Two missense mutations in TLR4 affect the extracellular domain of the TLR4 protein and were associated with hyporesponsiveness to lipopolysaccharide (Arbour et al., 2000). One of these polymorphisms was investigated in Gambian tuberculosis patients, but no influence in lipopolysaccharide responsiveness or susceptibility to the disease was found (Newport et al., 2004a). The second SNP was not present in Gambians (Allen et al., 2003). Four TLR8 polymorphisms were associated with tuberculosis in Indonesian males and the association was validated in Russian males (Davila et al., 2008). Functional analysis showed that TLR8 transcripts were upregulated in tuberculosis patients with acute disease and that protein expression was increased in macrophages after BCG infection.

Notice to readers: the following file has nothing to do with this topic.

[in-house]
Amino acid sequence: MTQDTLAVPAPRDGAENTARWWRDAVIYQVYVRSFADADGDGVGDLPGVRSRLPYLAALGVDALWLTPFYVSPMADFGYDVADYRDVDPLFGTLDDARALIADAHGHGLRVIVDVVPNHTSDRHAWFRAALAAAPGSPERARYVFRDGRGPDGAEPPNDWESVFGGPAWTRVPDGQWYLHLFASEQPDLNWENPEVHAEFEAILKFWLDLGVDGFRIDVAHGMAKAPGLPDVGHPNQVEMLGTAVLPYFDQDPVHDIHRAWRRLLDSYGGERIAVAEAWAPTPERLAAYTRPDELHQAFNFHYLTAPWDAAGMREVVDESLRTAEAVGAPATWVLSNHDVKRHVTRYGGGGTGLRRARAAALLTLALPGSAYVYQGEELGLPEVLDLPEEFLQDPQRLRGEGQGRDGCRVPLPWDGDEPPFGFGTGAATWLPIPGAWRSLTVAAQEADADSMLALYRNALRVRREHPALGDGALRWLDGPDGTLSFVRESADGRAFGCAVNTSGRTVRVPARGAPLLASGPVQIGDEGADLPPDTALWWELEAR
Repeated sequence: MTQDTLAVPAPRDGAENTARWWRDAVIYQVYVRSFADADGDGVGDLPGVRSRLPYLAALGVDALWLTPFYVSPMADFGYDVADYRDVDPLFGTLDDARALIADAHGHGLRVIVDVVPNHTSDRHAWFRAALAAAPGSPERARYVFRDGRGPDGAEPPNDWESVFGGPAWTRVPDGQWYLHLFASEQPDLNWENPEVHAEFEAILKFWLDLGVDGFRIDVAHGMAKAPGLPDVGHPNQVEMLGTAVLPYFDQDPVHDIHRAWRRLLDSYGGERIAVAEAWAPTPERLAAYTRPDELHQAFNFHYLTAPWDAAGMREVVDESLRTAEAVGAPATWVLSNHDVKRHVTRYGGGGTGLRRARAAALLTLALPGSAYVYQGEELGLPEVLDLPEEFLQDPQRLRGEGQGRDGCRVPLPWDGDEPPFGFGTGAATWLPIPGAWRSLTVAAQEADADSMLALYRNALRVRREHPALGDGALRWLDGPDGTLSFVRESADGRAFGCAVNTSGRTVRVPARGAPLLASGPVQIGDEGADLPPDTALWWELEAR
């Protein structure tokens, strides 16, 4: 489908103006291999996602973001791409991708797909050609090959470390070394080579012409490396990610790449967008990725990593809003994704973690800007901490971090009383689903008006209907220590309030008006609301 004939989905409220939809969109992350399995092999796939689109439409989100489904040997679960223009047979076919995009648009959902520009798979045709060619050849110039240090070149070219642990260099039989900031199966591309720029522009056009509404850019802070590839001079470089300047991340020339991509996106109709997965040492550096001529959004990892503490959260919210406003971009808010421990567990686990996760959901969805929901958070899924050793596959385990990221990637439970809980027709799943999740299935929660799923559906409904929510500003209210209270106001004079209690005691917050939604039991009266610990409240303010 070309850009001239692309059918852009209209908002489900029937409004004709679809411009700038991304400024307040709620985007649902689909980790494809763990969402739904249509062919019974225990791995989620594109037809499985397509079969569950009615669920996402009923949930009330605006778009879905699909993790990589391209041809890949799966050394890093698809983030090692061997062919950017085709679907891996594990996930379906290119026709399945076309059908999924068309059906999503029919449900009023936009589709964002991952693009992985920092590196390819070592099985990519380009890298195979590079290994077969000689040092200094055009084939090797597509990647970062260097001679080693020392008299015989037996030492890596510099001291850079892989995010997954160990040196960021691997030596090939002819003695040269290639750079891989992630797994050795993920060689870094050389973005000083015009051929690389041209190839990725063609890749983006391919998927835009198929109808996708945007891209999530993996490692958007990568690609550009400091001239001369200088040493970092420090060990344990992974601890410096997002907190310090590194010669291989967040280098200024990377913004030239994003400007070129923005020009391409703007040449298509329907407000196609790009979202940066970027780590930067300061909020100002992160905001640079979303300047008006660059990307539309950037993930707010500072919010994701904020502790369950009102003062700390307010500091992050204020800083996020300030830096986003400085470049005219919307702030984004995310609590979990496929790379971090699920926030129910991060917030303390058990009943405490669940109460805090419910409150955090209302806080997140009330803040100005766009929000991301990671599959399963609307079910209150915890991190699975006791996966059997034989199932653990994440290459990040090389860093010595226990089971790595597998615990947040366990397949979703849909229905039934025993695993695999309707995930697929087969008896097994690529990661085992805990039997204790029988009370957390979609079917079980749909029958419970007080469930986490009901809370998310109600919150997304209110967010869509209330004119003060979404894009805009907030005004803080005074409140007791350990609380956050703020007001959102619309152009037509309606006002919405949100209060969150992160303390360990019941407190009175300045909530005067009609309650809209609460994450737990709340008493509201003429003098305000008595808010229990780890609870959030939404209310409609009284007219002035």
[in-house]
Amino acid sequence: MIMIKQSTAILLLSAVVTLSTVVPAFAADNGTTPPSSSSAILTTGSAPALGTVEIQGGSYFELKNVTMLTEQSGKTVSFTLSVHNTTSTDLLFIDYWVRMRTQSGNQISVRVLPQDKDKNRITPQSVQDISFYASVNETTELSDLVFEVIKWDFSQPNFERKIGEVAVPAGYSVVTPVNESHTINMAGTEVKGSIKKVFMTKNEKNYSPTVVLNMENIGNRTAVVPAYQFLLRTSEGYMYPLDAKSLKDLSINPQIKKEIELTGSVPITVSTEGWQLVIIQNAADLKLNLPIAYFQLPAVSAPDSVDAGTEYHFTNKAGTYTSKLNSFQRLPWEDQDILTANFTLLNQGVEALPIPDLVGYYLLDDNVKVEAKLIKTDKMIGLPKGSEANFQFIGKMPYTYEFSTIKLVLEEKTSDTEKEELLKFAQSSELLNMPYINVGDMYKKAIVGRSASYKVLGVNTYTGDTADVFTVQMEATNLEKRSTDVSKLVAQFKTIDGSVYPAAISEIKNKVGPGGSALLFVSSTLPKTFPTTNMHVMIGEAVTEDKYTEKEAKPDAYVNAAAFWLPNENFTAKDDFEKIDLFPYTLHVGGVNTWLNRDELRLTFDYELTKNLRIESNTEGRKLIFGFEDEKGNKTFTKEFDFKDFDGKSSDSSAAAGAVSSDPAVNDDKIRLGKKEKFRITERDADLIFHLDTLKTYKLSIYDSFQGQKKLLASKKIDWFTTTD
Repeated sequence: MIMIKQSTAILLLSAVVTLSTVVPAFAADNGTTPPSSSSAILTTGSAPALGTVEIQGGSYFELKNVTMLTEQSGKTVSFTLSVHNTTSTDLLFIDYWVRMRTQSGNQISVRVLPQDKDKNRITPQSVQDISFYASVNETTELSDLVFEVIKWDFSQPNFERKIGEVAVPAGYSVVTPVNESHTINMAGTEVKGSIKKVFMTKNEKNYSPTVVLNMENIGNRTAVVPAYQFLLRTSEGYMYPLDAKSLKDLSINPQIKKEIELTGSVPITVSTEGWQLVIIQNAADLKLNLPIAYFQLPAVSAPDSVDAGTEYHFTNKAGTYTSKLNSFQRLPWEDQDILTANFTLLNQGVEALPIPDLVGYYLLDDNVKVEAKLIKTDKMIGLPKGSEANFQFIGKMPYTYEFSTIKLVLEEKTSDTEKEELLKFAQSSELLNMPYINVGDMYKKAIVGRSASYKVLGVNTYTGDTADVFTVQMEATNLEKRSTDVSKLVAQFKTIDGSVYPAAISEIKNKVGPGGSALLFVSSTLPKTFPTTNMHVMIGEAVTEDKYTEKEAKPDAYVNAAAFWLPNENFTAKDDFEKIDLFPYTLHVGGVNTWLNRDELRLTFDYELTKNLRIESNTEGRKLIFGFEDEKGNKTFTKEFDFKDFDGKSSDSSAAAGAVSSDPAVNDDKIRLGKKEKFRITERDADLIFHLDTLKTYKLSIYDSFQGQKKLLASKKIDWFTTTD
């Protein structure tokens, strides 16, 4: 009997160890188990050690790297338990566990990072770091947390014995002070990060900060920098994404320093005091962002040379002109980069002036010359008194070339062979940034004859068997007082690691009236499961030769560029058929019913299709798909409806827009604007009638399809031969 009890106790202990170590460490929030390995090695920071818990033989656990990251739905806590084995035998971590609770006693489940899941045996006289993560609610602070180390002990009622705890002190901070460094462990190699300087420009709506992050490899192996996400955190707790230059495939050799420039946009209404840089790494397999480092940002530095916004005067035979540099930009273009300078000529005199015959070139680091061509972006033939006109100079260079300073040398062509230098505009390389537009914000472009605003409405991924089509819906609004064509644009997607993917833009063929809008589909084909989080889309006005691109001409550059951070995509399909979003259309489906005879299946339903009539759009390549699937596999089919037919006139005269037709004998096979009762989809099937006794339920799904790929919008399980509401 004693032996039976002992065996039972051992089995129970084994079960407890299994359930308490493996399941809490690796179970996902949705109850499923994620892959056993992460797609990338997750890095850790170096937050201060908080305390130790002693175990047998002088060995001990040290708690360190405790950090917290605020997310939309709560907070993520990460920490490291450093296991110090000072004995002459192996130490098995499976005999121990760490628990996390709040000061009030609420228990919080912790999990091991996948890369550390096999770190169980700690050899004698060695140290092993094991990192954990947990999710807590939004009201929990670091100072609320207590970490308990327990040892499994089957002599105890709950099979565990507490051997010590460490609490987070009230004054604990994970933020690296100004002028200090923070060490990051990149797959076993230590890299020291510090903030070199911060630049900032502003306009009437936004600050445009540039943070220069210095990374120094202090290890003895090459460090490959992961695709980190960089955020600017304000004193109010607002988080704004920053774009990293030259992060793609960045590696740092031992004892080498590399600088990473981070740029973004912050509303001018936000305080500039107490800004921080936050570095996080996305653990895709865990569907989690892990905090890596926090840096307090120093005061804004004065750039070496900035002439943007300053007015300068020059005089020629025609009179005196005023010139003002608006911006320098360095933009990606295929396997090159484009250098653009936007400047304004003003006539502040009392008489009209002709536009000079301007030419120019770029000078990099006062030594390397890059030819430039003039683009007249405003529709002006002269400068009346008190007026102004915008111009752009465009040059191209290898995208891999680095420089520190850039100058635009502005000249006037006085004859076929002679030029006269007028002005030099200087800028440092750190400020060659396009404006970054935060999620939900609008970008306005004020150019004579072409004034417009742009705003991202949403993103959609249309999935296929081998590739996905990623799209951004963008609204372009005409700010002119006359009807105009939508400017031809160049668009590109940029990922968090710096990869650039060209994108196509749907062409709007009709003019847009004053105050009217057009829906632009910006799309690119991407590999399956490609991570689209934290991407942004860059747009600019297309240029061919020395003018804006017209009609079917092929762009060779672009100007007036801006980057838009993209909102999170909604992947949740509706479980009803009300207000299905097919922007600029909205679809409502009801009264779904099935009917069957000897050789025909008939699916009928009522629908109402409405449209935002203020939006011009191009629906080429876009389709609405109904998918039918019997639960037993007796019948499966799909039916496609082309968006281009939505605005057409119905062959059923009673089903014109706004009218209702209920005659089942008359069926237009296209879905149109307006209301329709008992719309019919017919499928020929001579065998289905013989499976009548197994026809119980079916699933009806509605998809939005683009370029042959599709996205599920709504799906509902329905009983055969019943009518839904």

Gene–gene and gene–strain interaction studies

Because of the complex nature of the immune system and the polygenic nature of complex diseases, it has become increasingly evident that gene–gene interactions play a far more important part in an individual's susceptibility to a complex disease than single polymorphisms would on their own (Williams et al., 2000; Ritchie et al., 2001; Tsai et al., 2003). Methods for studying gene–gene interactions are based on a multilocus and multigene approach, consistent with the nature of complex-trait diseases, and may provide the paradigm for future genetic studies of tuberculosis. This is still a fairly new approach to elucidate susceptibility to complex diseases, and only one study has been published regarding gene–gene interactions in tuberculosis, which suggested that NOS2A SNPs may interact with polymorphisms in TLR4 and IFNGR1 (Velez et al., 2009).